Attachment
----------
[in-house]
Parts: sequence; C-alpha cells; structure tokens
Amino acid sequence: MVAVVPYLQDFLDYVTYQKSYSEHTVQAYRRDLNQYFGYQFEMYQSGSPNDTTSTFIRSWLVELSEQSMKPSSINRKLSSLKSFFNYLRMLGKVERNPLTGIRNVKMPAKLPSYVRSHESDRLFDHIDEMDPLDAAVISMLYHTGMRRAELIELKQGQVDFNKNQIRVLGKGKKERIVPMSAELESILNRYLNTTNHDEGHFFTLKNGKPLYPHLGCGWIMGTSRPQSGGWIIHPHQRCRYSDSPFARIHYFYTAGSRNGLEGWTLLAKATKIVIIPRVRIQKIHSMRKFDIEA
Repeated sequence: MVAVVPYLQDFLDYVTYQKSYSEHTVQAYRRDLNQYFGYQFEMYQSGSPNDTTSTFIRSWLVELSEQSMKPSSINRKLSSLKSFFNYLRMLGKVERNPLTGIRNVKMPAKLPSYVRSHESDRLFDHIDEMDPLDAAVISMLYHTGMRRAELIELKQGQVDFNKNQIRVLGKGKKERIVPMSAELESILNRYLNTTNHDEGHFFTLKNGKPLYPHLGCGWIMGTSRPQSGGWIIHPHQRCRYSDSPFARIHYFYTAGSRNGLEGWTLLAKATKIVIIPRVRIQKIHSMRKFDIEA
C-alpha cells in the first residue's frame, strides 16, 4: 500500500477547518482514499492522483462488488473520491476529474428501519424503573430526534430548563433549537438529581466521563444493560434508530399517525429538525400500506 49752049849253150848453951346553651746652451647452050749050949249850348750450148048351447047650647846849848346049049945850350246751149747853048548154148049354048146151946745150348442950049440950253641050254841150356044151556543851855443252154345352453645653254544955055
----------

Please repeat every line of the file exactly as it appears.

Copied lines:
[in-house]
Parts: sequence; C-alpha cells; structure tokens
Amino acid sequence: MVAVVPYLQDFLDYVTYQKSYSEHTVQAYRRDLNQYFGYQFEMYQSGSPNDTTSTFIRSWLVELSEQSMKPSSINRKLSSLKSFFNYLRMLGKVERNPLTGIRNVKMPAKLPSYVRSHESDRLFDHIDEMDPLDAAVISMLYHTGMRRAELIELKQGQVDFNKNQIRVLGKGKKERIVPMSAELESILNRYLNTTNHDEGHFFTLKNGKPLYPHLGCGWIMGTSRPQSGGWIIHPHQRCRYSDSPFARIHYFYTAGSRNGLEGWTLLAKATKIVIIPRVRIQKIHSMRKFDIEA
Repeated sequence: MVAVVPYLQDFLDYVTYQKSYSEHTVQAYRRDLNQYFGYQFEMYQSGSPNDTTSTFIRSWLVELSEQSMKPSSINRKLSSLKSFFNYLRMLGKVERNPLTGIRNVKMPAKLPSYVRSHESDRLFDHIDEMDPLDAAVISMLYHTGMRRAELIELKQGQVDFNKNQIRVLGKGKKERIVPMSAELESILNRYLNTTNHDEGHFFTLKNGKPLYPHLGCGWIMGTSRPQSGGWIIHPHQRCRYSDSPFARIHYFYTAGSRNGLEGWTLLAKATKIVIIPRVRIQKIHSMRKFDIEA
C-alpha cells in the first residue's frame, strides 16, 4: 500500500477547518482514499492522483462488488473520491476529474428501519424503573430526534430548563433549537438529581466521563444493560434508530399517525429538525400500506 49752049849253150848453951346553651746652451647452050749050949249850348750450148048351447047650647846849848346049049945850350246751149747853048548154148049354048146151946745150348442950049440950253641050254841150356044151556543851855443252154345352453645653254544955055